James M. Lindsay

The Water's Edge

Lindsay analyzes the politics shaping U.S. foreign policy and the sustainability of American power.

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TWE Remembers: The Battle of Saratoga

by James M. Lindsay
October 17, 2011

Print shows British General Burgoyne surrendering his sword to General George Washington after the Battle of Saratoga.

British General John Burgoyne surrendering his sword to George Washington after the Battle of Saratoga. (John Trumbull/courtesy Library of Congress)

What is the most pivotal day in American history? July 4, 1776? July 3, 1863? December 7, 1941? September 11, 2001? All are good choices to be sure. But my money is on October 17, 1777. That’s the day that an American army forced the surrender of a British army led by “Gentleman Johnny” Burgoyne at the Battle of Saratoga, some thirty-five miles north of Albany, New York.

In early 1777 Burgoyne formulated a simple plan to end the colonists’ rebellion. He would lead his army southward from Canada into New York through the Lake Champlain valley. Meanwhile, General William Howe would send his forces northward from New York City along the Hudson River. The two British armies would join up to take Albany. This would split the colonies and isolate New England, the hot-bed for the American Revolution. The British army would then move to take Philadelphia. Such a string of decisive British victories would break the back of the rebellion.

But things did not go as planned. Howe decided to take Philadelphia first, which he did. Even though there would be no second British army to meet up with, Burgoyne and his men still left Canada in June 1777 and drove southward. They immediately ran into obstacles. The hills, forests, and mud of northern New York greatly slowed their progress. The colonists routed a thousand of Burgoyne’s men who had been dispatched to secure supplies in Vermont. The Indian tribes that had been recruited to support the British forces quit the expedition. By mid-September 1777, Burgoyne’s progress had been stopped north of Albany by an American army led by Horatio Gates. British efforts to break through the American lines failed.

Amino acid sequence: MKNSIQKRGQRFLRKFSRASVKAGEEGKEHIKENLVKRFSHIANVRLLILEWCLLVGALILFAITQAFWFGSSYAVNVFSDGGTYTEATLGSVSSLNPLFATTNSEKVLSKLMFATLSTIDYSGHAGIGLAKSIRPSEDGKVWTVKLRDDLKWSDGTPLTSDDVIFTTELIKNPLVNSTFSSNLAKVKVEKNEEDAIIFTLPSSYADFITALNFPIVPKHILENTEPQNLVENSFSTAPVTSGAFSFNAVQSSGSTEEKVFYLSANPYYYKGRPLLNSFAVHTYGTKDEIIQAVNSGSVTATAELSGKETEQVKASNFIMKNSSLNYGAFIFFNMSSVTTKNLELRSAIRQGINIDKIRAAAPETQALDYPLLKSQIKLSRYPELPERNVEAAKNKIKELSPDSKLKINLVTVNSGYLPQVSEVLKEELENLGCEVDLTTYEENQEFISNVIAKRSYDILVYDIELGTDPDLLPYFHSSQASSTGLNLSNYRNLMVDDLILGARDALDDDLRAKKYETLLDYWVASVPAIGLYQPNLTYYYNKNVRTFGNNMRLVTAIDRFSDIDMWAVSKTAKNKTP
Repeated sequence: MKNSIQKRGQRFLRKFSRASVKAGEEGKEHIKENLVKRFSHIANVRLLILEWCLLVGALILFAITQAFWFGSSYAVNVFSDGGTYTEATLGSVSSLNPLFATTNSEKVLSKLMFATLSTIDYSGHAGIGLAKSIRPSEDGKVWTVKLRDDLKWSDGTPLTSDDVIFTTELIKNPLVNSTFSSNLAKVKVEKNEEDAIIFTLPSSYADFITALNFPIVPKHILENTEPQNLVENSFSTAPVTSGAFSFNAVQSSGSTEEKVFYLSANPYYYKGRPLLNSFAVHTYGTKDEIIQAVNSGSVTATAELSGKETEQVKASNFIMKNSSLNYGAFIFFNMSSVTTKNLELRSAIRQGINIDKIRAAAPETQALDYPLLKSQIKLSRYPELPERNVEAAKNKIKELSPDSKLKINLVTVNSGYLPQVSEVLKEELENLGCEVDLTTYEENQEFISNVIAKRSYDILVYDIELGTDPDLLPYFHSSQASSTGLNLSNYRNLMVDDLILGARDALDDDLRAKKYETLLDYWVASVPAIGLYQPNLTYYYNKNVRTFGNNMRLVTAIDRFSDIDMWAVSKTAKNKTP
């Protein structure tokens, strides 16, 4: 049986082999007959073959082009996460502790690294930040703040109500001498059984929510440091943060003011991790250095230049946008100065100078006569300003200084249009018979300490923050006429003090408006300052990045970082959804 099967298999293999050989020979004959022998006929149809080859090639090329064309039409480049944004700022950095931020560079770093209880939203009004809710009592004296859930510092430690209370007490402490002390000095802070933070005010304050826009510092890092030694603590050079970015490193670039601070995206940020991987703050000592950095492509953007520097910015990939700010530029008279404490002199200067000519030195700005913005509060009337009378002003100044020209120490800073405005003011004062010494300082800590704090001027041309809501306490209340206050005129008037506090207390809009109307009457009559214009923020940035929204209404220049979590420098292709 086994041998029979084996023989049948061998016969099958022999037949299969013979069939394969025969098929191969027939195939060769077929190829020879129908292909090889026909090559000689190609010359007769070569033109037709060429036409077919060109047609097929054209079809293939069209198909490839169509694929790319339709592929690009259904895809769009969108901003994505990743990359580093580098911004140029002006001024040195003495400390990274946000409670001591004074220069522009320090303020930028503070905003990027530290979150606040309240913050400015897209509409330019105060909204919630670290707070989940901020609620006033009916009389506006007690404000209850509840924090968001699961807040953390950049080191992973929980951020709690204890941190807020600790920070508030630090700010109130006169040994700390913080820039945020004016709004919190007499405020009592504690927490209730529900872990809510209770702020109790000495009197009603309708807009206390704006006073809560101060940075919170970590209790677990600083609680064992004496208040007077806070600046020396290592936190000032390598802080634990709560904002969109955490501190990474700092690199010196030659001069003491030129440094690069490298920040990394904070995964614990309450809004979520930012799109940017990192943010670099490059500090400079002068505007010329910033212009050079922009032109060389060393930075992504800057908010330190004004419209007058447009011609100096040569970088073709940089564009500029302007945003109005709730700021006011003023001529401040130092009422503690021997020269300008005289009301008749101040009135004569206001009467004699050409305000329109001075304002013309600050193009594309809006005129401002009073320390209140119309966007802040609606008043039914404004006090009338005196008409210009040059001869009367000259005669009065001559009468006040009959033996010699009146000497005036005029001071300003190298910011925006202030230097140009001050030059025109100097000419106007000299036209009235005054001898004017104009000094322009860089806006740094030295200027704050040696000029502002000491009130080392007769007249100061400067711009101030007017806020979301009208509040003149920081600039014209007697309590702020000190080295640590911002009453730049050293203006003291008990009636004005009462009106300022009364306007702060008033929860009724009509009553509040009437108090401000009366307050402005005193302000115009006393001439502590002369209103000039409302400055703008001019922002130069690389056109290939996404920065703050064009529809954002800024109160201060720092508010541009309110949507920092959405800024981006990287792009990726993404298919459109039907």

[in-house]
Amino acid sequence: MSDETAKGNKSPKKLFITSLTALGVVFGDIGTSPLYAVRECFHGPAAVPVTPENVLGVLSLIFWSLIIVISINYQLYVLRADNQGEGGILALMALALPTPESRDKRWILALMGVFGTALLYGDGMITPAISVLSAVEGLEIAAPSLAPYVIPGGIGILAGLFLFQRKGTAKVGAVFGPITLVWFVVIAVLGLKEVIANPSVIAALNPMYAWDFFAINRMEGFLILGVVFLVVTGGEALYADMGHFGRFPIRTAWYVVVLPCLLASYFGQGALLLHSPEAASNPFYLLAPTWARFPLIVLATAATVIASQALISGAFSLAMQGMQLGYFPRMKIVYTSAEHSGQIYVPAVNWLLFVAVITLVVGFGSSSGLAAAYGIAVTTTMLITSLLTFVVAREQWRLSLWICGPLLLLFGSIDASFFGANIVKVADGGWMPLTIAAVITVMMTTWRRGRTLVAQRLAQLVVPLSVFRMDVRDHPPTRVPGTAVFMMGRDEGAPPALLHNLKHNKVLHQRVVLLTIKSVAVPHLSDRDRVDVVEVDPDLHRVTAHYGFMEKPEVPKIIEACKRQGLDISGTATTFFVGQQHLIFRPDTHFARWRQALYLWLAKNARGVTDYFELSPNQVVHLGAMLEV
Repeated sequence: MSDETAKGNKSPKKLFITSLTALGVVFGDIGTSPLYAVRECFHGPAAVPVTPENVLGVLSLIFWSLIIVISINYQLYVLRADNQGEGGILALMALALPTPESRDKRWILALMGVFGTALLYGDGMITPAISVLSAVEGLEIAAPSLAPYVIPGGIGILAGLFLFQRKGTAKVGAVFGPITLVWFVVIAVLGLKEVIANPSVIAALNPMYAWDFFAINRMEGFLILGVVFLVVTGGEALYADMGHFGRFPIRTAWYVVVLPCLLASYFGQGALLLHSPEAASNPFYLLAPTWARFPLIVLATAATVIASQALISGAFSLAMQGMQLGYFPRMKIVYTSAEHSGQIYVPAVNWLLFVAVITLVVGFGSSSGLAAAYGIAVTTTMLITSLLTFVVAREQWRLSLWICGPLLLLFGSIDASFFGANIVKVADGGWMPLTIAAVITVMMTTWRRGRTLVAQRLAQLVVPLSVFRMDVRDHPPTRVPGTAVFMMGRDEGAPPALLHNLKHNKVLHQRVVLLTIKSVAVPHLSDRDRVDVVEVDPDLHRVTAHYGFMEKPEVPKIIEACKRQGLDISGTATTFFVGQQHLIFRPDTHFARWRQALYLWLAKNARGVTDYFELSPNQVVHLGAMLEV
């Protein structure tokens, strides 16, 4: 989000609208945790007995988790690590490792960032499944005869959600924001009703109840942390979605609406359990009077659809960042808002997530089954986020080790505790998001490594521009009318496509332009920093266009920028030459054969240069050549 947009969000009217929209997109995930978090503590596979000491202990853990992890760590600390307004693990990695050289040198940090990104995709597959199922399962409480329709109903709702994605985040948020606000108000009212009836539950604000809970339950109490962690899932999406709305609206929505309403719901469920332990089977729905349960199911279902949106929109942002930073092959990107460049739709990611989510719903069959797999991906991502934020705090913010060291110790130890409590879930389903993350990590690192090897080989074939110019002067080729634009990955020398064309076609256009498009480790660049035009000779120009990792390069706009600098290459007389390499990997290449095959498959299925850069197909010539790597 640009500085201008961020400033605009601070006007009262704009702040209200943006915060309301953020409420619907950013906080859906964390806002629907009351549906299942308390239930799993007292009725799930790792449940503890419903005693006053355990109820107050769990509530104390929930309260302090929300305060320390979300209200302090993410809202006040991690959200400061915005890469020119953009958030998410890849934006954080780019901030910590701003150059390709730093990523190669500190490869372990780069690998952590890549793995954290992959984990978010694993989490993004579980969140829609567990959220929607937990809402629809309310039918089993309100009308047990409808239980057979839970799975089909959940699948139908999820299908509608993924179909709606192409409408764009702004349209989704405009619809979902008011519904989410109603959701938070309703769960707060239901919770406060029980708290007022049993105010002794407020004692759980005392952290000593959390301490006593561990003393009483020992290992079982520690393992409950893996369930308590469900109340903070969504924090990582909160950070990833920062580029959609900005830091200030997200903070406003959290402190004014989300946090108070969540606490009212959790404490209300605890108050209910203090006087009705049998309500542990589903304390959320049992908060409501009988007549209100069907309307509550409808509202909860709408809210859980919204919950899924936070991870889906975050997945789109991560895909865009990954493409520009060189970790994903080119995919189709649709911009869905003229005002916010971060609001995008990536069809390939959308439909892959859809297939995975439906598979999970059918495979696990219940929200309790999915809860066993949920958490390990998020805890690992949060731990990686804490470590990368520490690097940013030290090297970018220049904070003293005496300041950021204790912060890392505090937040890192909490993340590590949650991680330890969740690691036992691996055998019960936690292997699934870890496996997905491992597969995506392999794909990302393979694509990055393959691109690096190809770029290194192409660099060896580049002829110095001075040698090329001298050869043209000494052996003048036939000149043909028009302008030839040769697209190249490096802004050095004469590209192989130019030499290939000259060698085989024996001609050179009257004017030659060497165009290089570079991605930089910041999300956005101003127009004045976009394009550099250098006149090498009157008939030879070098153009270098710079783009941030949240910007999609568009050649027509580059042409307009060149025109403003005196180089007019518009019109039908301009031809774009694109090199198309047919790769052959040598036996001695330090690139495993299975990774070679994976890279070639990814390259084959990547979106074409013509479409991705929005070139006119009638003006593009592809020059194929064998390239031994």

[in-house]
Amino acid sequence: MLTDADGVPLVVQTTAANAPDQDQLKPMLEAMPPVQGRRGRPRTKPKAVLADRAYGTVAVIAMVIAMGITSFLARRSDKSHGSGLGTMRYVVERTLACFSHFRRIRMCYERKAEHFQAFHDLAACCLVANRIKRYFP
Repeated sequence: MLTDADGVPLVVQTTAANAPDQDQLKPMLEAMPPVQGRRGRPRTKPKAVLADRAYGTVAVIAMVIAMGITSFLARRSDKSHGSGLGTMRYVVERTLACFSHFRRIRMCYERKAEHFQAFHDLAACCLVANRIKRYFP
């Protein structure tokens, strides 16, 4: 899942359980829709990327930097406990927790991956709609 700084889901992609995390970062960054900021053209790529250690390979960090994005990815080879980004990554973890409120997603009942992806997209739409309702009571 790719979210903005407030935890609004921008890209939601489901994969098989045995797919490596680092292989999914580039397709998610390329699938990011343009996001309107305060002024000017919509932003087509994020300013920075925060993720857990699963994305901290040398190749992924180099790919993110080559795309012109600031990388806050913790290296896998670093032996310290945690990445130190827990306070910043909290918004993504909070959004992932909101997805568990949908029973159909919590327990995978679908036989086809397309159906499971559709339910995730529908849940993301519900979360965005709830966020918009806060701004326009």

In mid-October, with the weather growing colder and the prospects of reaching Albany growing dimmer, Burgoyne decided to retreat northward to safety. He didn’t get far. Two days of marching in a driving rainstorm got his army eight miles to the town of Saratoga. Gates’s men, who knew the terrain and were accustomed to the weather, followed and quickly surrounded the town. Trapped and with no prospect of being saved by Howe’s army, Burgoyne surrendered on October 17, 1777.

The significance of the American victory at Saratoga was profound. It stopped the British from delivering what might have been a death blow to the American Revolution. It boosted the morale of the colonists who had witnessed what seemed like a growing list of defeats at the hands of British forces ever since the shots were fired at Lexington and Concord. But most important, the victory at Saratoga persuaded the French to sign a treaty of alliance with the colonies. As another battle four years after Saratoga would make clear, French support would be critical to the success of the American Revolution. If Gentleman Johnny had been a wiser general or the Americans less courageous at Saratoga, the course of U.S. and world history might have been very different.

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  • Posted by Andrew

    Although a traitor, Benedict Arnold deserves credit for the victory at Saratoga. He made Burgoyne pay a heavy price at Freeman’s Farm, and he rallied the American troops on more than one occasion.

    Historians argue he became a turncoat in part because he received so little recognition for his role in the battle.

  • Posted by Charles Duelfer

    Congrats on picking a great point…Saratoga has many fascinating aspects that could not fit in your summary. As a turning point in history I could not agree more. It is too tempting to note that the French were waiting to see which way the wind was blowing before opting in…but clearly that was fundamental. It is also a great place to visit (and not really in Saratoga, but on the Hudson to the east in Schuylerville).

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